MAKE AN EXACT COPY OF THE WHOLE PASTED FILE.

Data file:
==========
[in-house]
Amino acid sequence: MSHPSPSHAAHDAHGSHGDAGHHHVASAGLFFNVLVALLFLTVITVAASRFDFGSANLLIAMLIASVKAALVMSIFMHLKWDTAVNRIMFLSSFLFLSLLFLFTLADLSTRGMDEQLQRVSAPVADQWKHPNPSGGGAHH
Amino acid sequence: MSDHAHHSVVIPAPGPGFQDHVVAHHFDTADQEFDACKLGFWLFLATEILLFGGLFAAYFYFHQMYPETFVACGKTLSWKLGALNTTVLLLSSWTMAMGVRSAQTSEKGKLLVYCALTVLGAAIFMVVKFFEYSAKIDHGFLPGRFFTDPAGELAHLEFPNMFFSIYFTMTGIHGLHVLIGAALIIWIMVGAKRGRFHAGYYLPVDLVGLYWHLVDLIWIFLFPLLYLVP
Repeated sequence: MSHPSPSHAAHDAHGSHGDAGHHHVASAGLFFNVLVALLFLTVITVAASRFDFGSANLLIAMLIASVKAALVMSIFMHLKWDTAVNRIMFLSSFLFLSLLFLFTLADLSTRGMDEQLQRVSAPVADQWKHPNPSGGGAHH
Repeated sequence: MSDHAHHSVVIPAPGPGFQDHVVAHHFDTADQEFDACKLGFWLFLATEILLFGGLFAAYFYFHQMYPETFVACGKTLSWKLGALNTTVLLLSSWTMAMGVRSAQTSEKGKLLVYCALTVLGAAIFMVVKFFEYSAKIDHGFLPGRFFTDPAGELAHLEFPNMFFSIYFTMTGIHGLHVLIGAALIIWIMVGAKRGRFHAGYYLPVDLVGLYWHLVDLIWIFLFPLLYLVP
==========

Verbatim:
[in-house]
Amino acid sequence: MSHPSPSHAAHDAHGSHGDAGHHHVASAGLFFNVLVALLFLTVITVAASRFDFGSANLLIAMLIASVKAALVMSIFMHLKWDTAVNRIMFLSSFLFLSLLFLFTLADLSTRGMDEQLQRVSAPVADQWKHPNPSGGGAHH
Amino acid sequence: MSDHAHHSVVIPAPGPGFQDHVVAHHFDTADQEFDACKLGFWLFLATEILLFGGLFAAYFYFHQMYPETFVACGKTLSWKLGALNTTVLLLSSWTMAMGVRSAQTSEKGKLLVYCALTVLGAAIFMVVKFFEYSAKIDHGFLPGRFFTDPAGELAHLEFPNMFFSIYFTMTGIHGLHVLIGAALIIWIMVGAKRGRFHAGYYLPVDLVGLYWHLVDLIWIFLFPLLYLVP
Repeated sequence: MSHPSPSHAAHDAHGSHGDAGHHHVASAGLFFNVLVALLFLTVITVAASRFDFGSANLLIAMLIASVKAALVMSIFMHLKWDTAVNRIMFLSSFLFLSLLFLFTLADLSTRGMDEQLQRVSAPVADQWKHPNPSGGGAHH
Repeated sequence: MSDHAHHSVVIPAPGPGFQDHVVAHHFDTADQEFDACKLGFWLFLATEILLFGGLFAAYFYFHQMYPETFVACGKTLSWKLGALNTTVLLLSSWTMAMGVRSAQTSEKGKLLVYCALTVLGAAIFMVVKFFEYSAKIDHGFLPGRFFTDPAGELAHLEFPNMFFSIYFTMTGIHGLHVLIGAALIIWIMVGAKRGRFHAGYYLPVDLVGLYWHLVDLIWIFLFPLLYLVP